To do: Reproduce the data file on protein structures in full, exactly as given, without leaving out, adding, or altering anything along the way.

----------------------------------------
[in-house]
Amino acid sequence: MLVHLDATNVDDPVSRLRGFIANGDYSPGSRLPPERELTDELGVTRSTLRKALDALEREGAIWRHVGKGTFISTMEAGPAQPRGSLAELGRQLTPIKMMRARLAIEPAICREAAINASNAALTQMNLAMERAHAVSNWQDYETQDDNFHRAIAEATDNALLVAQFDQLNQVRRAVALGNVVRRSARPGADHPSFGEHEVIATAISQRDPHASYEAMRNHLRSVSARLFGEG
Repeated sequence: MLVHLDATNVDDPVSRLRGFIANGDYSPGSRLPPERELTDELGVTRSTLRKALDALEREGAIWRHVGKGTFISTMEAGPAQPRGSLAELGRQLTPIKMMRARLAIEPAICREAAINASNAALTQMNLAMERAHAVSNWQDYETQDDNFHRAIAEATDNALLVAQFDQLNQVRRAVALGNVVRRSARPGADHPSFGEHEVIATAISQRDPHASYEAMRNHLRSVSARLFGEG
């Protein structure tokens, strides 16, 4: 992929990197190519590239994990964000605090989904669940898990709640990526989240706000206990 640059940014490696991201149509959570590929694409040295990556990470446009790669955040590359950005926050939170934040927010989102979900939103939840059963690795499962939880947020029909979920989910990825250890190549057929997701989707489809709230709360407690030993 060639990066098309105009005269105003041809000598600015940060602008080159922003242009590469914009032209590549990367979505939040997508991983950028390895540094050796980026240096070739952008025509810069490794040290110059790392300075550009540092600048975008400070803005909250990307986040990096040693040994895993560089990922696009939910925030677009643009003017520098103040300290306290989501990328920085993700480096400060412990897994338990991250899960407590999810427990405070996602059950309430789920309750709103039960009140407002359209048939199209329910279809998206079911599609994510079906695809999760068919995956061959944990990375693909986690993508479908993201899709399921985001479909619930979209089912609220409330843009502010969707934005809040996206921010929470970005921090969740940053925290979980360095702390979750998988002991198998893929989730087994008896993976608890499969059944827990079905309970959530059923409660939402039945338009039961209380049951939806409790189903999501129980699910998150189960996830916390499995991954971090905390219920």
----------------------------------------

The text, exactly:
[in-house]
Amino acid sequence: MLVHLDATNVDDPVSRLRGFIANGDYSPGSRLPPERELTDELGVTRSTLRKALDALEREGAIWRHVGKGTFISTMEAGPAQPRGSLAELGRQLTPIKMMRARLAIEPAICREAAINASNAALTQMNLAMERAHAVSNWQDYETQDDNFHRAIAEATDNALLVAQFDQLNQVRRAVALGNVVRRSARPGADHPSFGEHEVIATAISQRDPHASYEAMRNHLRSVSARLFGEG
Repeated sequence: MLVHLDATNVDDPVSRLRGFIANGDYSPGSRLPPERELTDELGVTRSTLRKALDALEREGAIWRHVGKGTFISTMEAGPAQPRGSLAELGRQLTPIKMMRARLAIEPAICREAAINASNAALTQMNLAMERAHAVSNWQDYETQDDNFHRAIAEATDNALLVAQFDQLNQVRRAVALGNVVRRSARPGADHPSFGEHEVIATAISQRDPHASYEAMRNHLRSVSARLFGEG
């Protein structure tokens, strides 16, 4: 992929990197190519590239994990964000605090989904669940898990709640990526989240706000206990 640059940014490696991201149509959570590929694409040295990556990470446009790669955040590359950005926050939170934040927010989102979900939103939840059963690795499962939880947020029909979920989910990825250890190549057929997701989707489809709230709360407690030993 060639990066098309105009005269105003041809000598600015940060602008080159922003242009590469914009032209590549990367979505939040997508991983950028390895540094050796980026240096070739952008025509810069490794040290110059790392300075550009540092600048975008400070803005909250990307986040990096040693040994895993560089990922696009939910925030677009643009003017520098103040300290306290989501990328920085993700480096400060412990897994338990991250899960407590999810427990405070996602059950309430789920309750709103039960009140407002359209048939199209329910279809998206079911599609994510079906695809999760068919995956061959944990990375693909986690993508479908993201899709399921985001479909619930979209089912609220409330843009502010969707934005809040996206921010929470970005921090969740940053925290979980360095702390979750998988002991198998893929989730087994008896993976608890499969059944827990079905309970959530059923409660939402039945338009039961209380049951939806409790189903999501129980699910998150189960996830916390499995991954971090905390219920």